Duggan, in an email Monday, wrote: “Given the totality of the circumstances, we believed the actions taken were not unreasonable and were in the best interests of the Town and Mr. George. The court directed the parties to arbitration. We did so and the decision speaks for itself. The issue has been addressed and resolved.”
Duggan went on to say that all other matters filed by George remain pending and the Town has responded accordingly.
“I cannot and will not comment on Mr. George’s subjective feelings, but I believe it would suffice to say that it is my hope that personal considerations be left behind and that we move forward,” Duggan’s email read.
Peter McQuillan, the attorney representing the town of Dracut in this matter, declined to comment Monday.
“We’re very pleased with the outcome,” said Leo McMahon, union president of the IAFF Local 2586 and a longtime Dracut firefighter. “I’m really not surprised by the outcome. This has been an arduous more than 13 months for Justin, his family, for the union. It’s really been a difficult time. The town has dragged this out.”
McMahon said you could clearly see from the finding that the “town deliberately acted to try and retaliate” against Justin for exercising his First Amendment rights. He added that it doesn’t seem as if the Board of Selectmen is very concerned about how George’s career has been tarnished by these developments.
Selectmen Chair Jesse Forcier, on the ruling, said it’s a personnel matter. “The Board of Selectmen shouldn’t be commenting on it,” he said.
In response to McMahon’s comments on the BOS, Forcier said: “As a selectman I care about the health and wellbeing of every town employee.”
Earlier this summer, the U.S. Equal Employment Opportunity Commission determined that there was reasonable cause to believe that the town discriminated against George because of his disability. The ruling in the case of Justin George vs. Town of Dracut was addressed to the town: “Attn: James Duggan, Town Manager.”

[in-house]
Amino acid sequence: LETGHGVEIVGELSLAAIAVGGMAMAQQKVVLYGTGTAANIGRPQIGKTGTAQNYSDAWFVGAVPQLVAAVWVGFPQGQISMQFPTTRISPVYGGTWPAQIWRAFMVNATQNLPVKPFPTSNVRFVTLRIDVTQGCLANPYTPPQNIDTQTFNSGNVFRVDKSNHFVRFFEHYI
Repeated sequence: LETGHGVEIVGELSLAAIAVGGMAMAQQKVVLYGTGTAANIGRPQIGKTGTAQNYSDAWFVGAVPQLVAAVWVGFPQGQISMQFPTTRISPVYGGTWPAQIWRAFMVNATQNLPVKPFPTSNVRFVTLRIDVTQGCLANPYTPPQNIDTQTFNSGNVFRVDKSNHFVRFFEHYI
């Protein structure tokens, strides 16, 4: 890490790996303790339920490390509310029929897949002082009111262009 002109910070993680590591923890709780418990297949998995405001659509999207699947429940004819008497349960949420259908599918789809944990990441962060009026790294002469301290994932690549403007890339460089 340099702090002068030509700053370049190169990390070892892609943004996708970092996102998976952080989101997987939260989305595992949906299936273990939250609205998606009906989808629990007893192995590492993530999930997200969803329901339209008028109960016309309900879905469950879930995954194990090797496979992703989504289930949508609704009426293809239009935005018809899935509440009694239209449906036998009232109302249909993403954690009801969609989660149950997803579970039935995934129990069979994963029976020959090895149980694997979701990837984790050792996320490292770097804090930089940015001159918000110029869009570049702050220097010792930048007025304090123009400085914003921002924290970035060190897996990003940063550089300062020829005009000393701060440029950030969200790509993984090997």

Last year, George accused Duggan and Fire Chief David Brouillette of harassing him. Duggan flatly denied the allegation. The firefighter also accused Brouillette of singling him out when he said Brouillette began looking into any pay code issues with his military unit, but didn’t do the same for another firefighter-reservist.
In an email last fall to a Sun reporter, Brouillette said his responsibility to taxpayers was to maintain an efficient operation regarding fire service to the town. “As a Veteran of the United States Military, I fully support anyone who has served this great Nation. My duties, however require that I look at this issue as the Head of the Fire Department not from an emotional point of view or as a fellow veteran,” Brouillette’s statement read. “The taxpayers of this Community deserve to know what the ramifications of how any change to the By-Law, could possible (sic) effect department operations. I am grateful for the ongoing support the community has and continues to have for the men and women of the Dracut Fire Department.”
George on Sunday wrote that he “can’t keep trying to reason with unreasonable people.” He said he was tired.
“So, I’ve asked my attorney to file suit on the town and anyone that participated in illegal acts or violations in Federal Court,” he added. “Unfortunately the taxpayers of Dracut are going to have to pay for the actions and inactions of ‘leadership’ in this town, but I give up. I need to take care of me and my family and repair what’s been done.”